Dialogue in the line of Dr. Mahmūd ‘Azab, Coordinator of the Bayt Al-‘A’ila, needs to continue

Language: 
English
Sent On: 
Wed, 2014-09-03
Year: 
2014
Newsletter Number: 
43

AWR, Cairo, September 2, 2014

 

On June 29, two months ago, Dr. Mahmūd ‘Azab, Coordinator of the Bayt Al-‘A’ila, passed away. This came as a total shock to his family and friends. He did not suffer of any disease and nor had there been any warning signals but he was struck by a heart attack at the age of 59. The death of Mahmūd ‘Azab is a tremendous blow to all who support dialogue between peoples of different beliefs and convictions. This was not just a matter of dialogue between Muslims and Christians but it included atheists, agnostics, Islamists in full respect for pluralism in society.

 

Dr. Mahmūd ‘Azab

Source: al- Shuruq 

 

Dr. Mahmūd ‘Azab had been since his student days been a close friend of Dr. Ahmad al-Tayyib who later became the Grand Imam of the Azhar. Al-Tayyib burst in tears when he was notified of ‘Azab’s death and said “to God we belong and to Him we return.” Our intern Alastair White translated an Egyptian article about Dr. Azab which can be found here.

 

Our researcher Yosra al-Gendy wrote an overview of his life here.

 

Most impressive, however, are Dr. Mahmūd ‘Azab’s own words in an interview we conducted with him on June 19, 2013. That interview had thus far not been placed in Arab-West Report because of the chaos we have experienced in Egypt in the summer of 2013 and the deliberate destruction of our database on June 27 by an Egyptian IT programmer. But also one year later this interview gives a fantastic insight in the philosophy of dialogue.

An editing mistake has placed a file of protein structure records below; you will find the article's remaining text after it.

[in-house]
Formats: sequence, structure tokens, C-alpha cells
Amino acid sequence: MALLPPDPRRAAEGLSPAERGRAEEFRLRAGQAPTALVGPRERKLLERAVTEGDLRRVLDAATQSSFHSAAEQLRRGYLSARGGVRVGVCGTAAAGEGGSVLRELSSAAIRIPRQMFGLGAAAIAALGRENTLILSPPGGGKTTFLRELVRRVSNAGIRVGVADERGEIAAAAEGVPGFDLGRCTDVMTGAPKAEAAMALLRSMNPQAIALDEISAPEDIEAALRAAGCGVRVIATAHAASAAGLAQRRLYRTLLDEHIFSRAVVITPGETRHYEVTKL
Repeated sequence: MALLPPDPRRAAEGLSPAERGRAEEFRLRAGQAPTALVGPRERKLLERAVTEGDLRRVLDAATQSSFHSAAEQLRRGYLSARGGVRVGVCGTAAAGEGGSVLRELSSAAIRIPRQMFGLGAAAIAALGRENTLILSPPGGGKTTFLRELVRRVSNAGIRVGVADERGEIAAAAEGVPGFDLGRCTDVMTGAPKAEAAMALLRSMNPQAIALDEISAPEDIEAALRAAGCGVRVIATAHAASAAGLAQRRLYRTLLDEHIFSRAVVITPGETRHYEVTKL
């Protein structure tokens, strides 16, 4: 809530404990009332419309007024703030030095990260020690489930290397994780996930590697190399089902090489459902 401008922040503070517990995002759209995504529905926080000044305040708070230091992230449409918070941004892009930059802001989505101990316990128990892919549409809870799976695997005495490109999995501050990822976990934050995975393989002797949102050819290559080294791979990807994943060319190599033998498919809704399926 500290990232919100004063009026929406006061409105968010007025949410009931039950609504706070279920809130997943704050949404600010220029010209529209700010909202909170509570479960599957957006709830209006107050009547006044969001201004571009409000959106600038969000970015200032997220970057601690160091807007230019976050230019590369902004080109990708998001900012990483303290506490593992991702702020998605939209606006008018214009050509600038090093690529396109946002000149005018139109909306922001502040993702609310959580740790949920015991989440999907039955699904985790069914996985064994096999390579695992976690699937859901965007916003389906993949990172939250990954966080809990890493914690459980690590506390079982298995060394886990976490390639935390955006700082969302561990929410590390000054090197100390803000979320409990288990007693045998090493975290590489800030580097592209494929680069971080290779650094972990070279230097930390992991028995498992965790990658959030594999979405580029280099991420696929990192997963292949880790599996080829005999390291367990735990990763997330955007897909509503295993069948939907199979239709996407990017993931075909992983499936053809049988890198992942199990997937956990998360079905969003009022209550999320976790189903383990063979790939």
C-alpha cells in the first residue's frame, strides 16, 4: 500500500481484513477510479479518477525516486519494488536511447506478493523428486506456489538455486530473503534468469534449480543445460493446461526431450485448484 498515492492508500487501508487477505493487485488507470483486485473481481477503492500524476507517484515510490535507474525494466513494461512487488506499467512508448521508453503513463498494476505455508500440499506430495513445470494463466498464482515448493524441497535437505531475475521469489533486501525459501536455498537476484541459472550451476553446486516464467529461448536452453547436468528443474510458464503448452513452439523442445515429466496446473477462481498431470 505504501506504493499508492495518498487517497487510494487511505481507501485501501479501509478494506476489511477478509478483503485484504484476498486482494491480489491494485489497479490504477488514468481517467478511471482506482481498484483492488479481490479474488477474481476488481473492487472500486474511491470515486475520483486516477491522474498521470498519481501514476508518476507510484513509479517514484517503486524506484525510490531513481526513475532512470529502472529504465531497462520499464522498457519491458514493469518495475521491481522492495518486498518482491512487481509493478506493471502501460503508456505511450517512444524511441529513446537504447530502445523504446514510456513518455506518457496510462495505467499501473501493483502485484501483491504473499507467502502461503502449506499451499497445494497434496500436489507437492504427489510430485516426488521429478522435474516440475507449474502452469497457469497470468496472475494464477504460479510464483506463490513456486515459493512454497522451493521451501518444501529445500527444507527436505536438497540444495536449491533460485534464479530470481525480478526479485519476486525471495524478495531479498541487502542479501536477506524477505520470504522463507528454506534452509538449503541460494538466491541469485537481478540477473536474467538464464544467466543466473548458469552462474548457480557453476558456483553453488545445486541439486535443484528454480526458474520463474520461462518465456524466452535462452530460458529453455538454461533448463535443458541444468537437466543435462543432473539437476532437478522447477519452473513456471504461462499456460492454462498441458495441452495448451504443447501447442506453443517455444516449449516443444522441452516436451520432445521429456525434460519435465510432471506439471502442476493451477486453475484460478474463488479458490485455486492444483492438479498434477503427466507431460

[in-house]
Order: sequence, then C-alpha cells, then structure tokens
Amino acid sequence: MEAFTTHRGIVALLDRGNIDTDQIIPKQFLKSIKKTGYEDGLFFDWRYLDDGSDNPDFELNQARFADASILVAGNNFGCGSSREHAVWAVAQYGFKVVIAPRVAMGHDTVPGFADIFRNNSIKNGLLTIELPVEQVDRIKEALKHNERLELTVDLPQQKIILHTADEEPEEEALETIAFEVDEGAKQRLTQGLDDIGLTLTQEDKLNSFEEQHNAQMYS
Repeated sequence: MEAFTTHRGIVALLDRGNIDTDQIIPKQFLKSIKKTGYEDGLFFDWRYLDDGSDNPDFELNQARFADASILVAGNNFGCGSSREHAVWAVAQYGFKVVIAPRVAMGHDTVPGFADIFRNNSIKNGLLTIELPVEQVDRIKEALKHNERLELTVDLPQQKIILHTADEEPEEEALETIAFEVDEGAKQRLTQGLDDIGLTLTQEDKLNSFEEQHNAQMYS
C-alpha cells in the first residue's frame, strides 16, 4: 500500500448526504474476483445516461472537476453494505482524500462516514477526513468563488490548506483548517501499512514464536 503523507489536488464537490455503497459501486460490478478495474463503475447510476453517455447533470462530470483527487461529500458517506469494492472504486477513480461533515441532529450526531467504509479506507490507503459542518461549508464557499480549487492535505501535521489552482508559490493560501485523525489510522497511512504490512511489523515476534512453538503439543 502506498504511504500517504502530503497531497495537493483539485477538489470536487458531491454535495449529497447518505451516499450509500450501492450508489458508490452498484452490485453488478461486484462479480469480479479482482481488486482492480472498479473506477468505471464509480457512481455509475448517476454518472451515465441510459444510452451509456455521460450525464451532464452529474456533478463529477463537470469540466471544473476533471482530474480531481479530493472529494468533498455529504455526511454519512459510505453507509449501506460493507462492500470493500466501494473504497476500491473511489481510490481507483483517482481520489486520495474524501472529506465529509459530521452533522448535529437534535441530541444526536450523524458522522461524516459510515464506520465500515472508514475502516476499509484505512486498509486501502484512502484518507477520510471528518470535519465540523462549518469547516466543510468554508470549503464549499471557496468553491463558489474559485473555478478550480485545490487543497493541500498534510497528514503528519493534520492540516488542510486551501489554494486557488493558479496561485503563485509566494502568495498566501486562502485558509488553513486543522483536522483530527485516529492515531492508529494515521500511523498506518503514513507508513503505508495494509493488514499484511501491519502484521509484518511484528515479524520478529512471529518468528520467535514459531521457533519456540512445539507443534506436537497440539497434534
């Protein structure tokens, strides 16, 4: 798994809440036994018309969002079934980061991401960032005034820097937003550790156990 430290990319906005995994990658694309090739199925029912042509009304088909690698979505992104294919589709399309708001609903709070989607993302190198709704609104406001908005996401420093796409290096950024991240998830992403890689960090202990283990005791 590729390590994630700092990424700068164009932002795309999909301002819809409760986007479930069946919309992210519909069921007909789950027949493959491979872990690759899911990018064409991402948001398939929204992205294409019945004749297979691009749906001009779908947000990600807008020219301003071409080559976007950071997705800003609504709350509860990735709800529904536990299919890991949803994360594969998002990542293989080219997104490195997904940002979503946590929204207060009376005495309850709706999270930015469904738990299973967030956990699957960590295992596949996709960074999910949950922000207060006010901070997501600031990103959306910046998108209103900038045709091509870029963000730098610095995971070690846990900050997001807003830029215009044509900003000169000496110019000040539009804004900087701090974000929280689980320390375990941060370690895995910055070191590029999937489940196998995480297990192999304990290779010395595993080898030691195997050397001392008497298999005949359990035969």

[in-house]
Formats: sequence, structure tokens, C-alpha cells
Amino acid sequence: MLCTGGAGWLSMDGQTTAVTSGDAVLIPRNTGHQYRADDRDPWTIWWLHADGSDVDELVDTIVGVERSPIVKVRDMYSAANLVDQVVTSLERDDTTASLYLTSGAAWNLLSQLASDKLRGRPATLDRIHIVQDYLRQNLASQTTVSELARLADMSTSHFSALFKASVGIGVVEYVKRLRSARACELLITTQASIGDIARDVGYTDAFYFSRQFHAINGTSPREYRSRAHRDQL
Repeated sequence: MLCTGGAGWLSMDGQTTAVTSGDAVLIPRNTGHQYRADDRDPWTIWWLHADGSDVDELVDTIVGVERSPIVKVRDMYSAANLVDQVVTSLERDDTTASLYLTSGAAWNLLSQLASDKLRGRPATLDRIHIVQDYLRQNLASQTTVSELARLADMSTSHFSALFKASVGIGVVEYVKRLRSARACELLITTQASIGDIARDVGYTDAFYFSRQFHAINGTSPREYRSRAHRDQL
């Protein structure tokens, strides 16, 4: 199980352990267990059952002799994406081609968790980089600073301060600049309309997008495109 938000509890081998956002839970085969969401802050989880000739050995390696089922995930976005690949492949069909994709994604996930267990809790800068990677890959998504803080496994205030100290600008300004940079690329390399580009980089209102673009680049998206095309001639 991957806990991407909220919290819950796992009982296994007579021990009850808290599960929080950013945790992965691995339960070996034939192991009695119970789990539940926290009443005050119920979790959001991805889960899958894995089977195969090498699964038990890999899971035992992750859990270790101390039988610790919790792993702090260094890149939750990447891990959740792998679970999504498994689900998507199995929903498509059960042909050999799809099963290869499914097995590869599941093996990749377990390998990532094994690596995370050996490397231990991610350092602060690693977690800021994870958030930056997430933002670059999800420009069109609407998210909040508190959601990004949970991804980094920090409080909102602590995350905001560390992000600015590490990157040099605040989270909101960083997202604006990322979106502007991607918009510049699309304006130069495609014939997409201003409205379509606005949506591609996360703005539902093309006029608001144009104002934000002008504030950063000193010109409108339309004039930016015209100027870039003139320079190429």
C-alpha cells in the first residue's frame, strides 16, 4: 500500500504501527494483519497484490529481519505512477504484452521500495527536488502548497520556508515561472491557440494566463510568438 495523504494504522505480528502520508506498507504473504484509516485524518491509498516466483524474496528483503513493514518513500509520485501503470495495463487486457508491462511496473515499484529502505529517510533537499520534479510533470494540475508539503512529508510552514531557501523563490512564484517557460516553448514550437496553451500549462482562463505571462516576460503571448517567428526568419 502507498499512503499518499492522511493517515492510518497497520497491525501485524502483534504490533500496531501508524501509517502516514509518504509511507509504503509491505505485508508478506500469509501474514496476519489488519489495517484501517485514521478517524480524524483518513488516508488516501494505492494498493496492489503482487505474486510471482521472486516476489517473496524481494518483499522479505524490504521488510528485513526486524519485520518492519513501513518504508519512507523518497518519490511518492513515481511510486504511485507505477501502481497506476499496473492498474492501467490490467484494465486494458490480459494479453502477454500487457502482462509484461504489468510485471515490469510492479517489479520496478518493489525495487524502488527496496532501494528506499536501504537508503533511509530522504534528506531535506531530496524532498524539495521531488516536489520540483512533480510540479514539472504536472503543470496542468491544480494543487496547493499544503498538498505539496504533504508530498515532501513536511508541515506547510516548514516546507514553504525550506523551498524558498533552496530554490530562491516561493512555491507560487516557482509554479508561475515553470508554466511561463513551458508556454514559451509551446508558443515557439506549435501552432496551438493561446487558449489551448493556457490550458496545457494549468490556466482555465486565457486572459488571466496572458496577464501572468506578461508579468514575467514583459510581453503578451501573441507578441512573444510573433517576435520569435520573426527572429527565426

“We discuss the common higher moral values present in all religions and all of humanity, whether in the three Abrahamic religions, other faiths or even with unbelievers. We speak about justice, peace, scientific progress and things like this. Therefore we don’t call it a religious dialogue. So why do we dialogue about these values? We discuss the nature of these values so we can form a consensus about how to realize them in our societies.”  And “aside from our values, we speak about diversity and the right to be different, because differences result in diversity. We protect this because it enriches humanity and our respective cultures.”

 

Dr. Mahmūd ‘Azab was explicit in denouncing a report of Dr. Michele Clark claiming Christian girls in Egypt are kidnapped. This report, Dr. Mahmūd ‘Azab said, was politically motivated to put pressure on Egypt but lacks any sense of truth.

 

Very interesting is that he said on June 19, 2013, in the final days of President Morsi, that the Constitution made during Morsi’s presidency was not final but in progress. The 2012 Constitution was pushed through by Islamists despite great opposition. A president, Dr. Mahmūd ‘Azab said, “can be considered the winner of an election if he gets 51%, however the constitution must pass with a far higher majority.” Dr. Mahmūd ‘Azab could then not have known that Morsi would be pushed out of office and that interim president Adly Mansour would initiate a new Constituent Assembly to amend the Constitution of 2012.  For the full text of this interview please click here.

 

Dr. Mahmūd ‘Azab was a great man who will be deeply missed. How much he will be missed was also clear from the very high level church delegation that went to the mosque to offer their condolences on July 1. The delegation was led by Coptic Orthodox Bishop Armia and included tens of high ranking church dignitaries, Orthodox, Catholic and Protestant, including for example Rev. Dr. Safwat al-Bayadi, head of the Evangelical Community Council. Dominican Father Dr. Emilio Platti then commented that Dr. Mahmūd ‘Azab had been deeply formed by his years at the Sorbonne in France. It shows the need for Egyptians studying abroad and non-Egyptians studying in Egypt. People of different cultures and backgrounds need to mix. Only this will build mutual respect for one another.

 

Dr. Mahmūd ‘Azab was a great example to all of us. He worked in a line that was fully in-line with our convictions about dialogue. We will deeply miss him. It is good that people continue working in his line of thought, in Egypt but also in similar minded organizations in other countries such as the Cairo Coalition in The Netherlands. For the Cairo Coalition please click here.

 

Cornelis Hulsman

Editor-in-chief Arab-West Report